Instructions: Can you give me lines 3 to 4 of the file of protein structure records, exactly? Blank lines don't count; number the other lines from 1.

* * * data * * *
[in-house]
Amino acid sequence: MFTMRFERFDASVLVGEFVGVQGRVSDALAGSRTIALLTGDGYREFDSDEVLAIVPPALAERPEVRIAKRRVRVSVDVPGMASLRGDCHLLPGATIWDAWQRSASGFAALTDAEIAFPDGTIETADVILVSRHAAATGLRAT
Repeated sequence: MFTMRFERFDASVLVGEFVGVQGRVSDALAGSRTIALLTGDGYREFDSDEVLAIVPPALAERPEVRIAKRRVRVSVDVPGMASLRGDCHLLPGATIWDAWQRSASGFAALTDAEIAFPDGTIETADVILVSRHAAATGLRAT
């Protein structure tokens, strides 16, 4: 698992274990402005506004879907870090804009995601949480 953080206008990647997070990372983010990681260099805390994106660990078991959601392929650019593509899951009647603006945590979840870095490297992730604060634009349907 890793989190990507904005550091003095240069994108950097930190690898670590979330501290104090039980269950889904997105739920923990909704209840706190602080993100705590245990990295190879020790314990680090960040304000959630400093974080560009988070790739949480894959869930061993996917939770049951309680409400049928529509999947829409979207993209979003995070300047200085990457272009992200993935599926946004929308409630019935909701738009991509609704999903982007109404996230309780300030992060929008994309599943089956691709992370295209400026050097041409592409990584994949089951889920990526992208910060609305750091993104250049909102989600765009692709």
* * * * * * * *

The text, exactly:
Repeated sequence: MFTMRFERFDASVLVGEFVGVQGRVSDALAGSRTIALLTGDGYREFDSDEVLAIVPPALAERPEVRIAKRRVRVSVDVPGMASLRGDCHLLPGATIWDAWQRSASGFAALTDAEIAFPDGTIETADVILVSRHAAATGLRAT
């Protein structure tokens, strides 16, 4: 698992274990402005506004879907870090804009995601949480 953080206008990647997070990372983010990681260099805390994106660990078991959601392929650019593509899951009647603006945590979840870095490297992730604060634009349907 890793989190990507904005550091003095240069994108950097930190690898670590979330501290104090039980269950889904997105739920923990909704209840706190602080993100705590245990990295190879020790314990680090960040304000959630400093974080560009988070790739949480894959869930061993996917939770049951309680409400049928529509999947829409979207993209979003995070300047200085990457272009992200993935599926946004929308409630019935909701738009991509609704999903982007109404996230309780300030992060929008994309599943089956691709992370295209400026050097041409592409990584994949089951889920990526992208910060609305750091993104250049909102989600765009692709």